Members of the Burkina Faso armed forces have announced another coup d’état on state television.
Armed and masked soldiers confirmed they had overthrown the country’s military leader, Paul-Henri Damiba, and seized power.
In a statement read on national television late Friday, Army Captain Ibrahim Traore cited the former leader’s failure to deal with the Islamist insurgency as the reason for his ouster.
He also announced that the borders would be closed indefinitely and all political activities suspended before the current government was dissolved and its constitution suspended.
The takeover is the West African nation’s second coup in eight months after the ouster of democratically elected President Roch Marc cabaret
Lt. Col. Damiba’s junta said it would protect the country from Islamist insurgents who have been waging war in the country since 2015, but his efforts have stoked discontent within his own ranks.
A group of 11 soldiers were killed on Monday while escorting a convoy of civilian vehicles, news that sparked protests in the capital where gunfire was heard.
“With the situation deteriorating, we have tried several times to get Damiba to refocus the transition on the security issue,” read the statement signed by Traore.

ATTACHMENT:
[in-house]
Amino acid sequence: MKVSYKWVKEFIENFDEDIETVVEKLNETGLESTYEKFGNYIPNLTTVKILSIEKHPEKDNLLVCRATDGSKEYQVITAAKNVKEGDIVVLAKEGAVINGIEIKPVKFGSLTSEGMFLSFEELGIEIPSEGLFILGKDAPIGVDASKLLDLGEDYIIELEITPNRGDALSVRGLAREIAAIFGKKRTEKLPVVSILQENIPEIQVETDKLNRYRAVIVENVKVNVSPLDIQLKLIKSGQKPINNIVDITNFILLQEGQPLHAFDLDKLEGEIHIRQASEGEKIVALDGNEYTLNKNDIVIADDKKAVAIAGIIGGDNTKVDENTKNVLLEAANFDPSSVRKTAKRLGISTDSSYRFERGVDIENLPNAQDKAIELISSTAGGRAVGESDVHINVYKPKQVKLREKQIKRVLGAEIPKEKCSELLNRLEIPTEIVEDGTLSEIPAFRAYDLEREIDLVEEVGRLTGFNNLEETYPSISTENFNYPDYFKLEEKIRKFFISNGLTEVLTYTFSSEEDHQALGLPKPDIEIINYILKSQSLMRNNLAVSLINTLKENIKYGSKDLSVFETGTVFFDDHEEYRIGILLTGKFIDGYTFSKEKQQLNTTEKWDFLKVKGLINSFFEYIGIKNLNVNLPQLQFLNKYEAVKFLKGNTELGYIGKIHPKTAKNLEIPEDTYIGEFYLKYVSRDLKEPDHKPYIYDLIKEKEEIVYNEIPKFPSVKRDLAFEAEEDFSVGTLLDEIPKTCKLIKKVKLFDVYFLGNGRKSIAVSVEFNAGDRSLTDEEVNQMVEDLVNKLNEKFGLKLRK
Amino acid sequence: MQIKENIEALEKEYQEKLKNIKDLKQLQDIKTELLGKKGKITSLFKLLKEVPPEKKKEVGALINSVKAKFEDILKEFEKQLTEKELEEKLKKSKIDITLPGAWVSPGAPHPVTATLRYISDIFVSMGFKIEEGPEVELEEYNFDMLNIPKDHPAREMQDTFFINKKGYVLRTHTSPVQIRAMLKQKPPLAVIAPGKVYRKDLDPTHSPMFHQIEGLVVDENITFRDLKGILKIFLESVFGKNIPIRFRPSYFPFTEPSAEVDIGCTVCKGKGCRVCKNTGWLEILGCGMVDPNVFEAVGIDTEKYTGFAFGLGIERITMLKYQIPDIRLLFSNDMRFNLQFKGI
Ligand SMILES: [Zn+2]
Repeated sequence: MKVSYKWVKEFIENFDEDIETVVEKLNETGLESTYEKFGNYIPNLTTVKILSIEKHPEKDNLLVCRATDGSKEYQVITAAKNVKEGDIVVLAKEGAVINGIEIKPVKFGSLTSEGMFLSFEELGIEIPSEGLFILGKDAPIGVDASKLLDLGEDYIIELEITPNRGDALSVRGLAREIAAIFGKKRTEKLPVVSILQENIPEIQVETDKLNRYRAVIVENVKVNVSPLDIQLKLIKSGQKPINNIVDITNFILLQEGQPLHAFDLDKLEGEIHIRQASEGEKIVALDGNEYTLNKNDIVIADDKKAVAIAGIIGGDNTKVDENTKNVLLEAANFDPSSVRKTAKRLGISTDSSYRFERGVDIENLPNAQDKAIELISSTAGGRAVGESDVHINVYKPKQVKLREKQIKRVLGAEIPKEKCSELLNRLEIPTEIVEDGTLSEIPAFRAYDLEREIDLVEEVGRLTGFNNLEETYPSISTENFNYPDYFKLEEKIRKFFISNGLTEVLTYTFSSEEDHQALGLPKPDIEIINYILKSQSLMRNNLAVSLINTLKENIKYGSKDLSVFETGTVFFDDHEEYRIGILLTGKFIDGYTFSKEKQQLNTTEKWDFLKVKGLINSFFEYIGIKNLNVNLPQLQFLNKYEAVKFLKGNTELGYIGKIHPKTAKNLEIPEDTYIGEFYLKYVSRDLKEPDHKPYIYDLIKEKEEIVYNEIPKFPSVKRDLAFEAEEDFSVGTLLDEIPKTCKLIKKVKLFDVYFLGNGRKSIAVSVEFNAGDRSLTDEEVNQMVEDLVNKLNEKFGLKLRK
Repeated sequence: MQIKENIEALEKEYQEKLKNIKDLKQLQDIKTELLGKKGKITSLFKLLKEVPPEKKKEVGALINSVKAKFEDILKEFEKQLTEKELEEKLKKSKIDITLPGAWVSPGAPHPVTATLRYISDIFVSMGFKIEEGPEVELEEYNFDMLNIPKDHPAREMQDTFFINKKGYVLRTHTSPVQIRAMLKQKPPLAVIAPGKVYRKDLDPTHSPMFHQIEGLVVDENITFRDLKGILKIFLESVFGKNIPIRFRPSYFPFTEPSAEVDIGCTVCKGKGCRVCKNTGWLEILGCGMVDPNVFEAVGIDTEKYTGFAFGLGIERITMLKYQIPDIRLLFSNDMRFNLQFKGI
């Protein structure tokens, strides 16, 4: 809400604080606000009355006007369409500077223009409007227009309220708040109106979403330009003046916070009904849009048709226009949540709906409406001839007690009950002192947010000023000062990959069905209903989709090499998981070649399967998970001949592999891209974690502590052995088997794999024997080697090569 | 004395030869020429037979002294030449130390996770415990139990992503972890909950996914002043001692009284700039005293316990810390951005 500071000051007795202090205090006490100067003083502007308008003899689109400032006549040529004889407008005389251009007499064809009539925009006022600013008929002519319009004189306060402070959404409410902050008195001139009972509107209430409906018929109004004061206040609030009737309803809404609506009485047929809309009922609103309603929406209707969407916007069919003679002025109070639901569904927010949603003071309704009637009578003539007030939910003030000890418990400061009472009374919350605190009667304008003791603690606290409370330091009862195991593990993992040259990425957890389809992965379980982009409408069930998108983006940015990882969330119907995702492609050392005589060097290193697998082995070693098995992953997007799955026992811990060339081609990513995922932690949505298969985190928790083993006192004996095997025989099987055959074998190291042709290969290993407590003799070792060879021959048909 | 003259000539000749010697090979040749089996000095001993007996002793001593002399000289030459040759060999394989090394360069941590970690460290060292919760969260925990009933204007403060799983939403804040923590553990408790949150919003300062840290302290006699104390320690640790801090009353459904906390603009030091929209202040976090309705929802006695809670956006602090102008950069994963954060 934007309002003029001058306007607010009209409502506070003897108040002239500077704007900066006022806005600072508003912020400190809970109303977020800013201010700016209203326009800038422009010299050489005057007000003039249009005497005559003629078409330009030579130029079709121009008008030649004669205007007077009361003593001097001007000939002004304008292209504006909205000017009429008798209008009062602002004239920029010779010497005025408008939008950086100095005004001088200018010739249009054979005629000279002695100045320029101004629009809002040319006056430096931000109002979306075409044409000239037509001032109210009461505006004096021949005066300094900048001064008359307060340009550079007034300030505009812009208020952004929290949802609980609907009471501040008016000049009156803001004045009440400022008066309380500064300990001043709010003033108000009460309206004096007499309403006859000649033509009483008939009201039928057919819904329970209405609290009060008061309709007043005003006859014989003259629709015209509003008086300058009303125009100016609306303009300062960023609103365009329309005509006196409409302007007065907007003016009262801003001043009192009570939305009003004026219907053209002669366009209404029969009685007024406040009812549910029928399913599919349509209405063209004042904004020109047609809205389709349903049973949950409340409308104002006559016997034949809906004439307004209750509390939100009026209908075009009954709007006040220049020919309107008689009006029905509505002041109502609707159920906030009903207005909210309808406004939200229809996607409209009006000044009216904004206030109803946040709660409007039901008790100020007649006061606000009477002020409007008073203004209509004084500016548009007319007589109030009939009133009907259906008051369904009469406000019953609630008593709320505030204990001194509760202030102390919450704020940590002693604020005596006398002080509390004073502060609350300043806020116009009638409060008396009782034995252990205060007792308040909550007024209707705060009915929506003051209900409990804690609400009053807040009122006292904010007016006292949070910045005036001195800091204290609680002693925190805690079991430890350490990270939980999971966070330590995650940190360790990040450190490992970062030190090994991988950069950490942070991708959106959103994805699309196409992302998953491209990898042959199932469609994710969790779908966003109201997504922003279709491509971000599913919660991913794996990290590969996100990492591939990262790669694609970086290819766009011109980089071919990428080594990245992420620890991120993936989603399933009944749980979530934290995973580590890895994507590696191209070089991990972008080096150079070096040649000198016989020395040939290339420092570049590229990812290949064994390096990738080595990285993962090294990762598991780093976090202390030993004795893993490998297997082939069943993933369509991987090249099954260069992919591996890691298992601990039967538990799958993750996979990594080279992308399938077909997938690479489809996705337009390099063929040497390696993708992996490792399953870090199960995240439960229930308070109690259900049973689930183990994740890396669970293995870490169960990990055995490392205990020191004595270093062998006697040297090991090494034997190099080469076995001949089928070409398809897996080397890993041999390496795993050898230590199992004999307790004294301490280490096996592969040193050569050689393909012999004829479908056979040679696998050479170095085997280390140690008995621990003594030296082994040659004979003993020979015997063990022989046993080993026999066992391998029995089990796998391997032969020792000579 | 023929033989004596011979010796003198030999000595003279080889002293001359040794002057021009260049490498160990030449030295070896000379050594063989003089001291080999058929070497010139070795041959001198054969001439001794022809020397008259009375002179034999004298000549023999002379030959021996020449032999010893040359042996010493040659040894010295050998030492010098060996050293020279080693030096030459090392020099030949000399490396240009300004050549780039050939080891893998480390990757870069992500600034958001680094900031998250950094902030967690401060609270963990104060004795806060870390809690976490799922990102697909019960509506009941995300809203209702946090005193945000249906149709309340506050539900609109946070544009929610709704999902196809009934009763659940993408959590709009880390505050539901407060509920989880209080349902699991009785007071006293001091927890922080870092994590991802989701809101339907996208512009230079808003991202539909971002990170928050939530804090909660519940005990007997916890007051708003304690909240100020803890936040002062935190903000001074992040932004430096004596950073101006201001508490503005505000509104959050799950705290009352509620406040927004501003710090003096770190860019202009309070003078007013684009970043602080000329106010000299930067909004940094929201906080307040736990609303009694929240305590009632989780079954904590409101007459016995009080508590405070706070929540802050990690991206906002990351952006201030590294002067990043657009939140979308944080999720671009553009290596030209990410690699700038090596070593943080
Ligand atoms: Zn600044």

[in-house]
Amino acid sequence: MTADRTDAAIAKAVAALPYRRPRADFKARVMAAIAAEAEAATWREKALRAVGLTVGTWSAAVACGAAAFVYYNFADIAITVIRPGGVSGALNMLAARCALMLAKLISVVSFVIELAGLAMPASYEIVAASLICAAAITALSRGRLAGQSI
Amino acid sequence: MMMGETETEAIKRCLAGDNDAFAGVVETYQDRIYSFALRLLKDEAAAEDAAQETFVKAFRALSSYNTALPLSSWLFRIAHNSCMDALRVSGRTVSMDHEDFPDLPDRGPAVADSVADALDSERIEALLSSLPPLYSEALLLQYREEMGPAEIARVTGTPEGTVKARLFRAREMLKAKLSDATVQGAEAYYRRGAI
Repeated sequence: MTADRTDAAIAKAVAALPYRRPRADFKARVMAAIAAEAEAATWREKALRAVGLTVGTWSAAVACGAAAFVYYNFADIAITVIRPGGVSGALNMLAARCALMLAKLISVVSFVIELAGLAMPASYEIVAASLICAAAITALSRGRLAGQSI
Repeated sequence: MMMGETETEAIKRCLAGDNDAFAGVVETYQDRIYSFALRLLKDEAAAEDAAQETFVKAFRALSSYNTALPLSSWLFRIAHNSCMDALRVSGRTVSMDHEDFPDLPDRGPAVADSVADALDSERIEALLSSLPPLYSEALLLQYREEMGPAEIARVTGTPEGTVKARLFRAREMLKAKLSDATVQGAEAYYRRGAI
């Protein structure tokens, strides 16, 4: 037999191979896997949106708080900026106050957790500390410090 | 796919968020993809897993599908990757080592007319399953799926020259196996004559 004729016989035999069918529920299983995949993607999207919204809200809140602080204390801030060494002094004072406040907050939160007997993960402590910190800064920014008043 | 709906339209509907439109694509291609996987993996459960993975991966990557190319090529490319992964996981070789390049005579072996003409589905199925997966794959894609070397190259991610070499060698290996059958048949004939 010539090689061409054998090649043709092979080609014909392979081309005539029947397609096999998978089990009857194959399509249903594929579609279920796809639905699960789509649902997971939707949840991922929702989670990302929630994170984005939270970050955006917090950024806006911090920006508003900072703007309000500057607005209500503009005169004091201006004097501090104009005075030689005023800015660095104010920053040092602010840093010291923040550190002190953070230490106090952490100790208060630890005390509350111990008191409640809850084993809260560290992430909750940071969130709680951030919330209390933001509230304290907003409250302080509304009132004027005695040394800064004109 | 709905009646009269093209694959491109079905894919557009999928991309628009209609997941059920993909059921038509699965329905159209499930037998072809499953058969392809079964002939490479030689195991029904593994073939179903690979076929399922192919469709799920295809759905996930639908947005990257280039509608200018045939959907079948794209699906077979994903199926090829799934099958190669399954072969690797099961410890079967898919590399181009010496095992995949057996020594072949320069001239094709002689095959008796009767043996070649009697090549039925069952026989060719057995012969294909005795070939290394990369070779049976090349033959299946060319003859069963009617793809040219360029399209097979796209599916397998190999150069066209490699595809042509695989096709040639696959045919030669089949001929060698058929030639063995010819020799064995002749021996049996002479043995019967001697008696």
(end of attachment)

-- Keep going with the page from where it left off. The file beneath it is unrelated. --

“Damiba’s actions gradually convinced us that his ambitions differed from what we had set out to do. We decided today to remove Damiba,” it said.
Soldiers have urged locals to go about their usual business in the meantime and have pledged to the international community to honor existing agreements.
Damiba’s current whereabouts are unknown.
After the announcement, crowds gathered on the streets of the capital, Ouagadougou, to show their support for the coup.
Some of the protesters supported Russian involvement in curbing the violence, while others shouted slogans criticizing Burkina Faso’s former colonizer, France.
Wagner – Russian mercenaries active in Africa – had recently been deployed in support of a military junta in neighboring Mali, although it is not known whether or not they are currently present in Burkina Faso.
The incident is the eighth successful coup in the West African nation since gaining independence in 1960.
Many in Burkina Faso initially supported Damiba’s military takeover in January, out of frustration at the previous government’s inability to stem Islamist violence that has killed thousands and displaced at least two million.
The UN has expressed concern about the coup and called for calm.
“Burkina Faso needs peace, it needs stability and it needs unity to fight terrorist groups and criminal networks operating in parts of the country,” said UN spokesman Stéphane Dujarric.
Chrysogone Zugmore, president of the Burkina Faso Human Rights Movement, said Friday’s developments were “very regrettable” and claimed the instability was not helping in the fight against extremist violence.
“How can we hope to unite the people and the army when the latter is marked by such grave divisions?” Zugmore said.
“It is time for these reactionary and political military factions to stop sidelining Burkina Faso.”
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https://metro.co.uk/2022/10/01/africa-burkina-faso-soldiers-announce-second-coup-in-eight-months-on-tv-17485119/ Africa: Burkina Faso soldiers announce second coup d'état in eight months on television